It had always been Mom’s dream to visit PEI since the days she used to sail closeby with her New Brunswick boyfriend when she was young. So when Mom was on a respirator in ICU for the umpteenth time because of her COPD, I promised her that when she came out of hospital that summer I would take her and Dad to a PEI resort. She was so happy.
Dad was too. Repeating over and over, when are we going to the beach? When are we going to the beach? You see, Dad’s cognitive abilities were being comprised, a result of Alzheimer’s.
Our flight was delayed because the oxygen I had ordered for the plane did not arrive. Seven hours in the airport with a recovering Mom an and an impatient Dad do not a good day make. Nevertheless, we arrived at Charlottetown airport late in the evening after two plane rides.
I drove our rental car to Dalvay-By-The-Sea, checked in and was given the key to the last room available, Room #13. Right then and there I should have known we were in for trouble.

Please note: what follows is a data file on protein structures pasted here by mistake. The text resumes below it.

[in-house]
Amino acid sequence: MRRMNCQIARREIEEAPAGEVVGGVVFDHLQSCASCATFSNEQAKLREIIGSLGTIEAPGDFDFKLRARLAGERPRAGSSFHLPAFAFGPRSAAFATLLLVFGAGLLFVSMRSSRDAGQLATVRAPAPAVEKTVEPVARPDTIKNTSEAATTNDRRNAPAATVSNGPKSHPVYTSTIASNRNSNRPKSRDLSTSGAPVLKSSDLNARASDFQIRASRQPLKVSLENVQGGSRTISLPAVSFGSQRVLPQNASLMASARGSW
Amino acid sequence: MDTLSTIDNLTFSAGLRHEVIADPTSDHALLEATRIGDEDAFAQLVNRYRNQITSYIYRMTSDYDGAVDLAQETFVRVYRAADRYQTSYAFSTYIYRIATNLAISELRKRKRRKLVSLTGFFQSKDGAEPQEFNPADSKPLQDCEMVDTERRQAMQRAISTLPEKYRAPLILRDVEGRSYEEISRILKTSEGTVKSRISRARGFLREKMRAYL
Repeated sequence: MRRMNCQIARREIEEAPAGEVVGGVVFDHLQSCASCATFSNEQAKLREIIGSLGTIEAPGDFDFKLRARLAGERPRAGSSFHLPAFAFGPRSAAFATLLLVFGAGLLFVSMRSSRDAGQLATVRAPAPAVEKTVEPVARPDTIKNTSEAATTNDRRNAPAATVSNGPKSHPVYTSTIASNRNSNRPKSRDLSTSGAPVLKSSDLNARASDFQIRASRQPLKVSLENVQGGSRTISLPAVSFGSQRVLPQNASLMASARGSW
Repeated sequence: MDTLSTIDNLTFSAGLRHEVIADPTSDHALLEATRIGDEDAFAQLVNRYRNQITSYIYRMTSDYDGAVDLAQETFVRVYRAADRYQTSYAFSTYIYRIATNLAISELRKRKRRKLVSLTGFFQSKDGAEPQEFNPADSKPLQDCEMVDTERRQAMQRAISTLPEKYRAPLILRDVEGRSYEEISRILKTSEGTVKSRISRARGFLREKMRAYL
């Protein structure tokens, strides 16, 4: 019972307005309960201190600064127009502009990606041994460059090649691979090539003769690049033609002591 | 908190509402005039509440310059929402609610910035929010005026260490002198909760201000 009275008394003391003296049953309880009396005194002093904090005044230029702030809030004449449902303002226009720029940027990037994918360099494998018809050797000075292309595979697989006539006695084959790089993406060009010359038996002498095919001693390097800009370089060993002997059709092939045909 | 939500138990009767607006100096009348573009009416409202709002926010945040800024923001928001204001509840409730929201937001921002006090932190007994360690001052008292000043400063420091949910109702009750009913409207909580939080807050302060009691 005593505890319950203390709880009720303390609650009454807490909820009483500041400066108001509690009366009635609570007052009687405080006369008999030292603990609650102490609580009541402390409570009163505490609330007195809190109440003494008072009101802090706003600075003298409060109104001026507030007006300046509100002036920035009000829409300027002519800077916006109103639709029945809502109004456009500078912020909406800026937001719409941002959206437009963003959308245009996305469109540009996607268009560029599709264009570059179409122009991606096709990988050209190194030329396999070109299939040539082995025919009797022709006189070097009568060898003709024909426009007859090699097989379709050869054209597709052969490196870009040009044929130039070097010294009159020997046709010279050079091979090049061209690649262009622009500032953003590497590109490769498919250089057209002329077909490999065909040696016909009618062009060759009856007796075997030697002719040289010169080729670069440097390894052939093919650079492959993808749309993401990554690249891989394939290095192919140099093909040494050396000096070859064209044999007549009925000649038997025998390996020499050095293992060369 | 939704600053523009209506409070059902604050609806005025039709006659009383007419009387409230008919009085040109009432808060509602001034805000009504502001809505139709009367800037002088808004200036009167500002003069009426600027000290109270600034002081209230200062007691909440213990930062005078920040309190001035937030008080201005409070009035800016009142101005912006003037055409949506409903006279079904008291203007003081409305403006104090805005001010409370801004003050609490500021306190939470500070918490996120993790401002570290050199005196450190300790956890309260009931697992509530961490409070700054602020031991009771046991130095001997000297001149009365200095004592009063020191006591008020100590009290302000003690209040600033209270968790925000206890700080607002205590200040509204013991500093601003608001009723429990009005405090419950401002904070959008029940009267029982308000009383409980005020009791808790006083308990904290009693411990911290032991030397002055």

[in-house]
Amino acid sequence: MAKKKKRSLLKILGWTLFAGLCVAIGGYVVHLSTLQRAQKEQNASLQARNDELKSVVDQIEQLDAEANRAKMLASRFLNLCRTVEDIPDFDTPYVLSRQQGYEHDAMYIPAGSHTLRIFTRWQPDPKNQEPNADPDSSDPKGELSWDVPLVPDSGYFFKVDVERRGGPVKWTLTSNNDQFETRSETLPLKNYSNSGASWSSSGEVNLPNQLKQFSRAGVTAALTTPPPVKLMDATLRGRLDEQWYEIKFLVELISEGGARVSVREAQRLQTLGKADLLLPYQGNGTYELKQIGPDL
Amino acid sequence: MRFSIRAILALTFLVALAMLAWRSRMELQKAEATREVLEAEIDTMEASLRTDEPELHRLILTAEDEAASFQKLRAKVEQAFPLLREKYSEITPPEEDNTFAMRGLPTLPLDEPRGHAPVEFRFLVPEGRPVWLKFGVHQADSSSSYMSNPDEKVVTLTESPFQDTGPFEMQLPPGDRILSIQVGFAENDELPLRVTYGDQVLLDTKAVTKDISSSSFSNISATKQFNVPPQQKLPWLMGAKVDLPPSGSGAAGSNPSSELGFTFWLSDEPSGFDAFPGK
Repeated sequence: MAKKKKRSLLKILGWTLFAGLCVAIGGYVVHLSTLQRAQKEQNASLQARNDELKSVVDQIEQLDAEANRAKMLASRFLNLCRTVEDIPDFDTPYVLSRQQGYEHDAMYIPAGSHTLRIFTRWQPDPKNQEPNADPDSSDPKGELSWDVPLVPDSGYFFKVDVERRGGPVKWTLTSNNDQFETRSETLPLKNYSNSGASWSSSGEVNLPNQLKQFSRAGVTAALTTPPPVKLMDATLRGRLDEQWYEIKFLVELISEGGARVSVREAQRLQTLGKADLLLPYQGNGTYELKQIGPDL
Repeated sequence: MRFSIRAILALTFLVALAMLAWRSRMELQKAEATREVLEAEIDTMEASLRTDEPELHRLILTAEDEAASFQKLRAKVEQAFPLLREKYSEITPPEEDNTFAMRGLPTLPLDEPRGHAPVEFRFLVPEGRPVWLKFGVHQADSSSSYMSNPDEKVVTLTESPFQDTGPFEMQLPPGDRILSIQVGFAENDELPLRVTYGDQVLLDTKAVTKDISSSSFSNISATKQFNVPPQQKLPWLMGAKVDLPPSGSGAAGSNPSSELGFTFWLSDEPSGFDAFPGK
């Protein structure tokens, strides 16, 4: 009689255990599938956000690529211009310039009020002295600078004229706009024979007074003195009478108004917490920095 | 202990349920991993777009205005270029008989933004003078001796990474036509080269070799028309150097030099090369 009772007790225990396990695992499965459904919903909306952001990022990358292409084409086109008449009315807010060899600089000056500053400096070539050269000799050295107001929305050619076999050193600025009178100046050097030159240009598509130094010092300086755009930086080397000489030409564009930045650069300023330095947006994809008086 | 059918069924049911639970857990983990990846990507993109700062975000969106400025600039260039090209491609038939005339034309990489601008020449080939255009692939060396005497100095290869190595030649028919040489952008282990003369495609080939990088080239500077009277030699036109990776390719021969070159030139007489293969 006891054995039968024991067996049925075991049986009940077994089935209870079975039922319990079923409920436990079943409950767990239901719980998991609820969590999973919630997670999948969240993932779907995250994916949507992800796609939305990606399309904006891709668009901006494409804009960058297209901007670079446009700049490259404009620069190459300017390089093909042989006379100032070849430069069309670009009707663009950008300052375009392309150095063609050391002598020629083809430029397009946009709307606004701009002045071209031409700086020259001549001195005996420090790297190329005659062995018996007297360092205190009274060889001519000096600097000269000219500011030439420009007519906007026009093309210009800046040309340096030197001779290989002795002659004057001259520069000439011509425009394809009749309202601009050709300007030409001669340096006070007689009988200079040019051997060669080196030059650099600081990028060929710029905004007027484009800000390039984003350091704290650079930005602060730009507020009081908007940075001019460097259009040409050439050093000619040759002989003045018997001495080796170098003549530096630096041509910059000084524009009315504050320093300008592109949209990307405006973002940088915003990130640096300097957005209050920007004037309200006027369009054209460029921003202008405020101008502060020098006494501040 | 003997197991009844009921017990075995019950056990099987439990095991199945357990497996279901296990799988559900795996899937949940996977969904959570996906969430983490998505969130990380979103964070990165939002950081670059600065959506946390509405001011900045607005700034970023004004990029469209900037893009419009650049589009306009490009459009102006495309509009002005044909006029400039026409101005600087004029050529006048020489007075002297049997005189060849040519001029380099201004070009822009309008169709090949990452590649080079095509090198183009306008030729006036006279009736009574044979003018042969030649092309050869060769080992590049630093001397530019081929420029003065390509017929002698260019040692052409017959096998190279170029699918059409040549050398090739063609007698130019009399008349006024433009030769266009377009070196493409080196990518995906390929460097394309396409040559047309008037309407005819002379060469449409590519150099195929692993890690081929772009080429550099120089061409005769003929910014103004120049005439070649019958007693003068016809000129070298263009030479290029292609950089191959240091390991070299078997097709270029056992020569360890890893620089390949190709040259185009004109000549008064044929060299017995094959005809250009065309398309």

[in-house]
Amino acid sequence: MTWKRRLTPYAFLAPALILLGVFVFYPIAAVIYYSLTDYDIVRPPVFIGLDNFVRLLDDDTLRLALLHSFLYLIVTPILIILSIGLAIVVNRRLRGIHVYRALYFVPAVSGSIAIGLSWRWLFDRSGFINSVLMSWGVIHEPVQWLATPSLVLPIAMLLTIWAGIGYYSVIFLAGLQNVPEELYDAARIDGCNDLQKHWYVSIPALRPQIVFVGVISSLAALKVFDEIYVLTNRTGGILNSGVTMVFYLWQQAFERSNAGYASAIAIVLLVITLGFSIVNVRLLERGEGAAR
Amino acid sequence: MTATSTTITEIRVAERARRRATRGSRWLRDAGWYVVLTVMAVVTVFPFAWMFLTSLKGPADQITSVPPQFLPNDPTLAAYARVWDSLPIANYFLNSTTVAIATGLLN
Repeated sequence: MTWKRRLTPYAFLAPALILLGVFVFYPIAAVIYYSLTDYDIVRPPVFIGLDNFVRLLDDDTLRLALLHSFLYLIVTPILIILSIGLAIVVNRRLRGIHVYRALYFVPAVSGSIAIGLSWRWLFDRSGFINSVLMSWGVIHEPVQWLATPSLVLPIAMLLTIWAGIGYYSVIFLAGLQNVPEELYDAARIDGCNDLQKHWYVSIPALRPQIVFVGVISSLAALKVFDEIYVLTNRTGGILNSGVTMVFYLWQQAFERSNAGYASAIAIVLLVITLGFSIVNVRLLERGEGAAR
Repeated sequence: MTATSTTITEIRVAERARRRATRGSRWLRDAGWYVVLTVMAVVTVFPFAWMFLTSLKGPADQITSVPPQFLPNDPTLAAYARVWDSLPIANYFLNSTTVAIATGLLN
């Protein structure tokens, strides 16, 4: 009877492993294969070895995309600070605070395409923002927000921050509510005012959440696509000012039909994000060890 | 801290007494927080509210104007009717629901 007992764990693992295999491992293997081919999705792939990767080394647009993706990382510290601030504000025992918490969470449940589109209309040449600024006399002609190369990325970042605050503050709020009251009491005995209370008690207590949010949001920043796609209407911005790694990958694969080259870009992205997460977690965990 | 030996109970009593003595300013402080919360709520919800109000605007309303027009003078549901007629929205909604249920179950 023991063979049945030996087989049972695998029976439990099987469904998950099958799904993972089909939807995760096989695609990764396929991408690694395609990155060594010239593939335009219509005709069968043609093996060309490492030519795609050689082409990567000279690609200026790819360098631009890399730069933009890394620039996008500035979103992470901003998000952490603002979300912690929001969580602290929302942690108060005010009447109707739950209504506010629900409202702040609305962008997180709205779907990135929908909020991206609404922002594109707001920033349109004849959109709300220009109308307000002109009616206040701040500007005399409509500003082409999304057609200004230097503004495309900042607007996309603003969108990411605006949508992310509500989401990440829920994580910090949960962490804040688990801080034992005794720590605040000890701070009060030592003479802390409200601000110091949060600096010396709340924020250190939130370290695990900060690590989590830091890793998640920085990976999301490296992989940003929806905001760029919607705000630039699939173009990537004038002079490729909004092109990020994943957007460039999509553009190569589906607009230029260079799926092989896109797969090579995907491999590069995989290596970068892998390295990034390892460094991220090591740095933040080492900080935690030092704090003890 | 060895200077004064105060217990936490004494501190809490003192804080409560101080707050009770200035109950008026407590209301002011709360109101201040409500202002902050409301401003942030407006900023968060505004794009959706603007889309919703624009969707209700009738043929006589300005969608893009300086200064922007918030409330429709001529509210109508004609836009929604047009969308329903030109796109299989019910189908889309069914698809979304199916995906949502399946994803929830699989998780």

No elevator, so I dragged two suitcases up a long flight of stairs, and opened the door to our room with a view. It was dark so you couldn’t really see the ocean but I knew it was out there. Mom and I flopped our tired bodies down on the bed. Dad on the other hand was agitated. He looked out the window and his voice raised, exclaimed “I’m seventy-three years old and I’ve never seen this place before!” Then he began pounding on the thin walls. My Mom and I looked at each other in desperation, knowing then and there we could not stay, so we closed the tops of our unpacked suitcases and left the hotel.
Luckily the airline was able to accommodate me with a compassionate return flight. All the way home, poor Dad would look at us and ask “When are we going to the beach? When are we going to the beach?” A tear ran down Mom’s cheek.